When you are committing a crime, leaving a trace can lead to a conviction. When you are practicing law, however, leaving a trace can lead to business. This is proving to be the case for San Francisco attorney Jason Beahm, who is leaving a trace on the web by setting up online profiles, commenting on blogs, publishing online articles, and answering questions online.
Recently Kevin O’Keefe posted an article titled Not connecting with people on LinkedIn is short sighted and damaging to your reputation. In the article he lists the objections that many lawyers have to becoming a part of LinkedIn. He also says that “Connecting with other professionals is not a bad thing.” Indeed it is not, especially if that connection comes with a recommendation, as it so often does for Jason Beahm.
Jason has 11 recommendations on his LinkedIn profile. They are especially beneficial because they validate the content on his Beahm Law website. His website home page says, “The most important value we provide clients is problem solving, so we begin by focusing on the resolution.” Upon reading that content a web visitor might or might not believe that Beahm can solve problems. But if the visitor checks out Beahm’s LinkedIn profile, he will know it is true upon reading the recommendations. One recommendation says, “I recommend his work because he is quick on his feet and can offer a myriad of solutions to any given problem.” Another says, “Jason has the uncanny ability to look at problems through a different lens which allows him to quickly and creatively solve them.” According to Lee Rosen, these kinds of recommendations work because other people can sell you, better than you can sell you.
In addition to having a profile on LinkedIn and being actively involved on Twitter, Beahm publishes content on the web. He contributed to the article Widgets and Apps, which was published online in the ABA’s GPSolo Magazine. He also has an article posted on the HGB Law Blog, Pass on Data Pass: Murky Credit Card Tactic Banned, and he regularly posts articles for FindLaw.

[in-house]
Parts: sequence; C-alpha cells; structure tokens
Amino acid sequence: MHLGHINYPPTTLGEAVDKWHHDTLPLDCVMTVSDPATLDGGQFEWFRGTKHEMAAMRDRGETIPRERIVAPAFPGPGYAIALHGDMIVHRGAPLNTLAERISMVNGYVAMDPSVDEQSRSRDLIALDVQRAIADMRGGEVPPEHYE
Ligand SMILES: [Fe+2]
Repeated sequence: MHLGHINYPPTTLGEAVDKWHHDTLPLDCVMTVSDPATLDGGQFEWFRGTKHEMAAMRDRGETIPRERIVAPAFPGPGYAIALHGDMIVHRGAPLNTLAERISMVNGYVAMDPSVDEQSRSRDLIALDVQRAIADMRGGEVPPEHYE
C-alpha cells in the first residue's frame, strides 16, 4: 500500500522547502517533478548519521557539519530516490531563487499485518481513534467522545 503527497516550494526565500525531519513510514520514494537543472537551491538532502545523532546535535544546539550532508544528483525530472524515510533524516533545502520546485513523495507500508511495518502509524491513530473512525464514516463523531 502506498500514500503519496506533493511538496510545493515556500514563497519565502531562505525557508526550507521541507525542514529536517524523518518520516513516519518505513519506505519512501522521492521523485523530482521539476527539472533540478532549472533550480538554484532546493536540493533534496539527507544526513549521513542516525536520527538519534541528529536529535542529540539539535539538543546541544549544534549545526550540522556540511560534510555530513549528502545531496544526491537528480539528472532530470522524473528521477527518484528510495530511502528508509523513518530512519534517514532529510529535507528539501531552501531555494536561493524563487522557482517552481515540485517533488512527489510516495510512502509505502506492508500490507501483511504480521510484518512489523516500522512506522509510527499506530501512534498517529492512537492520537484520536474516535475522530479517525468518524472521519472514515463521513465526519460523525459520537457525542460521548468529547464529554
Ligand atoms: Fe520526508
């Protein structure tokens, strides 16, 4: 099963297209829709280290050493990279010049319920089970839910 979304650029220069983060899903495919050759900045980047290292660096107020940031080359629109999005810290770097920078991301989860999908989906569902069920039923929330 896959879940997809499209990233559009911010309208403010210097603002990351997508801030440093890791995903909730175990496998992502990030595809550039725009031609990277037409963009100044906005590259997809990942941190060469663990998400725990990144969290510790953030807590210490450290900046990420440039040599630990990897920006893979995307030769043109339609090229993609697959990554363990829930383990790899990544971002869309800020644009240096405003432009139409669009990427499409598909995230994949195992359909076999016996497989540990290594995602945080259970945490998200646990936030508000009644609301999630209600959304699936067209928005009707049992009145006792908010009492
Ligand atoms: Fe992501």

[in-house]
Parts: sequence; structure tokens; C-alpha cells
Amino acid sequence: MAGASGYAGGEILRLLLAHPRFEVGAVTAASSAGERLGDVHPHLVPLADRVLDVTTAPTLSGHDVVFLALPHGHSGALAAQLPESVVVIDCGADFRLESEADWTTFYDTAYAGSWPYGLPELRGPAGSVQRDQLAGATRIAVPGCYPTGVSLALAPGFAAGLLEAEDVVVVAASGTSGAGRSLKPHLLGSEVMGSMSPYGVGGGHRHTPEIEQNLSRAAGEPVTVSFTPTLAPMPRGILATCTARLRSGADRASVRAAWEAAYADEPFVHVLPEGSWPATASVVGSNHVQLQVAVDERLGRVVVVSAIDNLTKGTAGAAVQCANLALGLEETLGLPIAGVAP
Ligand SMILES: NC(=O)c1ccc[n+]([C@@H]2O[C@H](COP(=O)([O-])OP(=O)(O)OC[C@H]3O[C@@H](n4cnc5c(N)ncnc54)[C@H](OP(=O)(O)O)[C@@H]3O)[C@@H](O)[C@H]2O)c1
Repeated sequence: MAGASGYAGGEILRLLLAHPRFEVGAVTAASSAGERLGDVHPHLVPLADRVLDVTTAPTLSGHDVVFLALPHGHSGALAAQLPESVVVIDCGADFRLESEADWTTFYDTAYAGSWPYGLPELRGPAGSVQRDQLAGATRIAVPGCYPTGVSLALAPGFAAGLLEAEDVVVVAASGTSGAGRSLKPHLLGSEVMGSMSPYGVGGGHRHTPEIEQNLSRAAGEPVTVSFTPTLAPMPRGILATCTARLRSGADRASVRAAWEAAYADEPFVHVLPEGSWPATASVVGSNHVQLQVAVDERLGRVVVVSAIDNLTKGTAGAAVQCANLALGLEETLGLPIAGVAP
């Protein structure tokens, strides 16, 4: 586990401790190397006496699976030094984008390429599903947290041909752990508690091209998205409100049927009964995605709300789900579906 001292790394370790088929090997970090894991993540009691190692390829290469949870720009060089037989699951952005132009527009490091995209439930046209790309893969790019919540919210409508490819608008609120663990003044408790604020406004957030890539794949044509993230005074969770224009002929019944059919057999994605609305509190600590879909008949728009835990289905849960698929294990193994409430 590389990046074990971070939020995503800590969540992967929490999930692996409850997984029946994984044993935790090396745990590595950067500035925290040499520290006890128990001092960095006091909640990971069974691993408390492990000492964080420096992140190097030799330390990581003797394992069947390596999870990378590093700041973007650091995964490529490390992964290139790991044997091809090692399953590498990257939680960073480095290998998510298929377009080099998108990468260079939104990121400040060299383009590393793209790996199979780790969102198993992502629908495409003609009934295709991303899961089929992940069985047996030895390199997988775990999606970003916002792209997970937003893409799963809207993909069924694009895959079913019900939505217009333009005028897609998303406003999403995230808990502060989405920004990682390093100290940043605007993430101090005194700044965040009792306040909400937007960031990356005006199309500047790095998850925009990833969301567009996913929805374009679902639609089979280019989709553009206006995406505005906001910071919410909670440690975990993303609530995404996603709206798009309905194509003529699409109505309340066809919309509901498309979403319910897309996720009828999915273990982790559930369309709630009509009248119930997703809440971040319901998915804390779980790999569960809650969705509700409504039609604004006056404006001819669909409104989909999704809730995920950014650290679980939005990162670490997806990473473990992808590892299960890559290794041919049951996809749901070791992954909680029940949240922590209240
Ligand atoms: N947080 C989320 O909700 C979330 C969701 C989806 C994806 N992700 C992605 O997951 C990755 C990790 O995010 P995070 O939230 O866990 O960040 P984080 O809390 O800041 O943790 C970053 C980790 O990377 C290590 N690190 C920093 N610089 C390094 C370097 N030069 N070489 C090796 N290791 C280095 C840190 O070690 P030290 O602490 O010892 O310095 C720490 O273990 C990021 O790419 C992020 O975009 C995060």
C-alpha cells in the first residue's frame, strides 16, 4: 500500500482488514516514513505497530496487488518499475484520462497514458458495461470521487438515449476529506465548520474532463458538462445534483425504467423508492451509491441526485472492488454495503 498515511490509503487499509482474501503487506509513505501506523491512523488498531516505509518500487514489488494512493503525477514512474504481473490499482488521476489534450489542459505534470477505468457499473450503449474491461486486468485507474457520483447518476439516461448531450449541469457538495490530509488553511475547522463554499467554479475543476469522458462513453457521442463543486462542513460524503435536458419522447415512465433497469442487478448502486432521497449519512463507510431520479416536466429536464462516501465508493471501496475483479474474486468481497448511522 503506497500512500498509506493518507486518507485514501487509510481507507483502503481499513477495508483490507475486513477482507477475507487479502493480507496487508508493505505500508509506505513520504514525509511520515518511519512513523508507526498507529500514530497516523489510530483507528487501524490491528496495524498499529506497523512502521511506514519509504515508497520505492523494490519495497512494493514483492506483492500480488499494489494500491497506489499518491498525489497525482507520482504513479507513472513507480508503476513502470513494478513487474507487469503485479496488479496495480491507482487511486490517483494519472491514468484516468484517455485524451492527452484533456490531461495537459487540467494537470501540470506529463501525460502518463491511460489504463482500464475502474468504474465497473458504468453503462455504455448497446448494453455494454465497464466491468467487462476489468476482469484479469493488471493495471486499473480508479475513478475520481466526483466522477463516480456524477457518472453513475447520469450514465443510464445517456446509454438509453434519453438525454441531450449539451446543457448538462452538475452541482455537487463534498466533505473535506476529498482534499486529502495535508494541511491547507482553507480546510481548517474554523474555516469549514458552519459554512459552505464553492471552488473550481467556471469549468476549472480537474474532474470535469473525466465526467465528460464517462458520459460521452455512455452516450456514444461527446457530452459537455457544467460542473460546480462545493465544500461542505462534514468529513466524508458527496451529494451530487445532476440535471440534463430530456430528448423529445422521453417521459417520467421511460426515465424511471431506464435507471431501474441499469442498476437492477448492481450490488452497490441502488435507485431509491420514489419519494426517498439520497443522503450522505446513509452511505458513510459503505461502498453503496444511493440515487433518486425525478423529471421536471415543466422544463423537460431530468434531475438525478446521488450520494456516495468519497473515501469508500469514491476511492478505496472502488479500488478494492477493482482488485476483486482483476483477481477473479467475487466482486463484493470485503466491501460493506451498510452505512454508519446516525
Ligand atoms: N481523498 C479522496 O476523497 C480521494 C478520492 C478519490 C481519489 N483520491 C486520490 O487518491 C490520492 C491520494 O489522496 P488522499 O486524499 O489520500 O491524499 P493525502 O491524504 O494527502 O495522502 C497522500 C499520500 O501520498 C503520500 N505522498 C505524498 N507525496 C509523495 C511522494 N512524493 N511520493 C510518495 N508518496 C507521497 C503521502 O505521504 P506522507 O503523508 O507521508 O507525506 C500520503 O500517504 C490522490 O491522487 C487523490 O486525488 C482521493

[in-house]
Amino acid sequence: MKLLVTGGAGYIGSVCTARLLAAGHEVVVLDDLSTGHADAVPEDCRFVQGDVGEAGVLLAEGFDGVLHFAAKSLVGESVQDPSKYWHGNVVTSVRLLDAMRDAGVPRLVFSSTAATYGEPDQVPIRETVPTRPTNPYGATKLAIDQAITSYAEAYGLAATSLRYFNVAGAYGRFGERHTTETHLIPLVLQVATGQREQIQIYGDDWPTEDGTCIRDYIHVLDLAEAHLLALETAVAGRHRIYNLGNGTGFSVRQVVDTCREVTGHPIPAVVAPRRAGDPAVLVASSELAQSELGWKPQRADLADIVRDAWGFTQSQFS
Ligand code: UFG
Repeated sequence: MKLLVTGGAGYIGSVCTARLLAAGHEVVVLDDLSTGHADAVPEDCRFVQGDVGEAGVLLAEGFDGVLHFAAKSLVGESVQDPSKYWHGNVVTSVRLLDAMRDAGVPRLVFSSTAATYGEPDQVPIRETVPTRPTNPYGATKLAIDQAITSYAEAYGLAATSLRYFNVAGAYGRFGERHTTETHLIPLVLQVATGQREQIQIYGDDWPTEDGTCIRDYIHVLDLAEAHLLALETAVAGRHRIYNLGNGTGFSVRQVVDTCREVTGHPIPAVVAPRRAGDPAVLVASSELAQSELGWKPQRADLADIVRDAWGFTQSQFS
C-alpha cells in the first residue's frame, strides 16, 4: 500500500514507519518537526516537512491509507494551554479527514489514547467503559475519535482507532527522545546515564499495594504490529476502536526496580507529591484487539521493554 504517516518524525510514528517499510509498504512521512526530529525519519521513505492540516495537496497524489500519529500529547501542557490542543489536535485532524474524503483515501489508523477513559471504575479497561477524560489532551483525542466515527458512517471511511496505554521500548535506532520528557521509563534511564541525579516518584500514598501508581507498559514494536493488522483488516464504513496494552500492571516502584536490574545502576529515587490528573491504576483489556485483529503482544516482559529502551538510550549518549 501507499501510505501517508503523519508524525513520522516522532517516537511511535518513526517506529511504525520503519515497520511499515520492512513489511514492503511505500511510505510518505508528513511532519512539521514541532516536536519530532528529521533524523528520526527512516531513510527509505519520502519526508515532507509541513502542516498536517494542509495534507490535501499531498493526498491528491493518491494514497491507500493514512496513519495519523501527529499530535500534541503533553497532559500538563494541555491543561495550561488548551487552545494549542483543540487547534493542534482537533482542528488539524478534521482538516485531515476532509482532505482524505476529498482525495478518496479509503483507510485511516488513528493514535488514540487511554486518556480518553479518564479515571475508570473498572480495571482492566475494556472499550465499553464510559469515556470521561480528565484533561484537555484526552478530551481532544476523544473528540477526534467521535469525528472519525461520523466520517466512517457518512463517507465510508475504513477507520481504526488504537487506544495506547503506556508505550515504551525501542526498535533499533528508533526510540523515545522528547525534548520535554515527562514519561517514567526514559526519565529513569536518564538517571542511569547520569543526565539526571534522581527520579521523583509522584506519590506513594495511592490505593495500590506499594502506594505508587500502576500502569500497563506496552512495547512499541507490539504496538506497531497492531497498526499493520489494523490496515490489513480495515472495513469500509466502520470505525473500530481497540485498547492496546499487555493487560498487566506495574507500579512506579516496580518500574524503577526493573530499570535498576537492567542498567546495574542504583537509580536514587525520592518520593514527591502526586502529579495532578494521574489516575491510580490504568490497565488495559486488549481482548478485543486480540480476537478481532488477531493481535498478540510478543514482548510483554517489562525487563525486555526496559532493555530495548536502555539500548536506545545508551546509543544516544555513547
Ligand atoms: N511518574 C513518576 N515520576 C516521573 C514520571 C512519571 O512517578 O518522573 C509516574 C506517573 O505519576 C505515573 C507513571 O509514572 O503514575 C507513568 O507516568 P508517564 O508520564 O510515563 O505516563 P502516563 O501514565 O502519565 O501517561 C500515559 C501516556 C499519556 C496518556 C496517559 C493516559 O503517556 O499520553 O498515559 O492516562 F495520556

Publishing online content demonstrates Beahm’s knowledge of the law, and commenting and answering questions online establishes him as a part of the legal community. Jason answers legal questions for people through Avvo.com. He also reads and comments on blogs. Recently he made this comment on the Mashable post How Lawyers Are Using Social Media for Real Results: “Building my brand as an attorney online has been enjoyable and beneficial. As Black said, by connecting with attorneys and following blogs, I have made all kinds of great connections and gained insights I wouldn't have otherwise had access to.”
In conclusion, Jason is leaving plenty of digital tracks as he comments on blogs, publishes online articles, sets up online profiles, and tweets. He believes that social media presents “incredible opportunities for law firms.” He reminded me that “everyone Googles everyone and in order to have the right image, you need people to find relevant information about you when they search.” That is very true, and something every attorney should keep in mind. What do you want people to find when they Google your name?